| | |

Contingent Worker Retention: 7 Things CW Programs Can Do

Here are 7 ideas for enterprise Contingent Workforce users to help foster retention.

Would you be surprised if one of your Contingent Workers (CWers) left for another job 4 weeks before the project is complete?

Retention is a cost management issue and may be more important than hiring Contingent Workforce talent for a project. What manager wants to lose someone they’ve trained, and who is a key player, halfway through the project?

Retention is a responsibility shared by the hiring manager as well as the Contingent Workforce supplier. While pay is part of the equation, in today’s market the hiring manager has a profound effect on the contingent worker’s satisfaction and may be the first to detect if something is amiss.

Here are 7 ideas for enterprise Contingent Workforce users (program lead, hiring managers) to foster retention (always discuss with your HR partner):

• Ask your suppliers about their contractor retention strategy.

• During the interview process, be clear about the tasks you expect the Contingent Workforce candidate to take on so there are no surprises. Understand the CWer’s career goals and try to assign tasks consistent with those goals.

Think of all your reports as ‘the team’, not ‘them’ and ‘us’. Include CWers in team meetings and team building. (Sometimes CWers are excluded from project meetings that are important to their work simply because they were not put on the team email distribution list.)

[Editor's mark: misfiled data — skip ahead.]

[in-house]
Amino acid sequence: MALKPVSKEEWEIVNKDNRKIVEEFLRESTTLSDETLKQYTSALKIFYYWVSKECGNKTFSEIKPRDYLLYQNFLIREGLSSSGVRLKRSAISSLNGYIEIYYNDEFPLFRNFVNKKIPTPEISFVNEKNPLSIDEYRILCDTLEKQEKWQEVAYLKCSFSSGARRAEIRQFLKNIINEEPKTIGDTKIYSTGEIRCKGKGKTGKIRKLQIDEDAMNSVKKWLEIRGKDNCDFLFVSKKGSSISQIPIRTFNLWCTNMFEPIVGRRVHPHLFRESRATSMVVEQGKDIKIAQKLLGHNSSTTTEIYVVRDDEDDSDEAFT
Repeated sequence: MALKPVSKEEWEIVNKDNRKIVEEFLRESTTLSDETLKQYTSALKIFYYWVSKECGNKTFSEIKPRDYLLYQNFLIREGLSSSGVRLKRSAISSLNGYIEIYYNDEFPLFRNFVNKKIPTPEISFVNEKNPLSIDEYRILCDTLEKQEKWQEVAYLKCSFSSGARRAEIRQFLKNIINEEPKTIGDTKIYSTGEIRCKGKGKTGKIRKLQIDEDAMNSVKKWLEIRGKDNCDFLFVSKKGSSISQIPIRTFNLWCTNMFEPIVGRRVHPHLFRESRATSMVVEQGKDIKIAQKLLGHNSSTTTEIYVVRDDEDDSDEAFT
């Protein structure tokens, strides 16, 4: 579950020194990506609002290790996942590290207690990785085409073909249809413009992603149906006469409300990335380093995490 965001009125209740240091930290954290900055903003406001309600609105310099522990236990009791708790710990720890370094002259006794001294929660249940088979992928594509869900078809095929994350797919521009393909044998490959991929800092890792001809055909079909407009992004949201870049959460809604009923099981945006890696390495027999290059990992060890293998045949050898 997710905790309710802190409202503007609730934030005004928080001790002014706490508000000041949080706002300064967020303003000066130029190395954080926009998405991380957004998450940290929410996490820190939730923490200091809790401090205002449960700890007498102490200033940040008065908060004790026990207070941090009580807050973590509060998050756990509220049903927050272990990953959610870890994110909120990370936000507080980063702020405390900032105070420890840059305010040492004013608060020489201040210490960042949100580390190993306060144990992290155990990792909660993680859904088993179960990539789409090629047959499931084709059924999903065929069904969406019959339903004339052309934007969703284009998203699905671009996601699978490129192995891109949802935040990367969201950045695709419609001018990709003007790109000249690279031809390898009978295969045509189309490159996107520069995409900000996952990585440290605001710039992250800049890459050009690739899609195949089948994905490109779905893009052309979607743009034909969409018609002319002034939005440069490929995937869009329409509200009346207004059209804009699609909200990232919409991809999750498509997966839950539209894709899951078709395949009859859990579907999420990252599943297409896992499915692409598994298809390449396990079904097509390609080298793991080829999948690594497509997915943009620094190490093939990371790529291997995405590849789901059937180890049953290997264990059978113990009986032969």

Minimize uncertainty about end-date/conversion potential—let the program lead, MSP or CWer know if you are trying to extend the CWer’s assignment, at least 1 month before the end-date. Similarly, let them know if there is a possibility to convert to a full-time position with your company or if you are trying to get them on another manager’s project.

Alert your Managed Service Provider if a CWer’s performance or behavior has changed, even if just a subtle change. The MSP will alert the supplier who will check-in with the CWer to see if everything is OK from the CWer’s perspective. While suppliers should be checking in regularly with their CWers, we should jump on any perceived issue rather than wait for the scheduled check-in date.

Initiate a simple quality review process so that suppliers can get feedback from managers about how our CWers are performing; provide positive feedback to the CWer; or head-off potential issues. You should be able to do this through your Vendor Management System.

• As we said, pay is part of the equation. Do you have a CWer who is a star performer? Being paid a lot less than your in-house staff? Discuss a pay increase or bonus with your supplier. It’s more than just monetary—it tells the CWer that you value her work.

Would be great to discuss this with you.

Contact Rachel – rpellegrini@JustinBradley.com and Andrew – asc@JustinBradley.com.


Similar Posts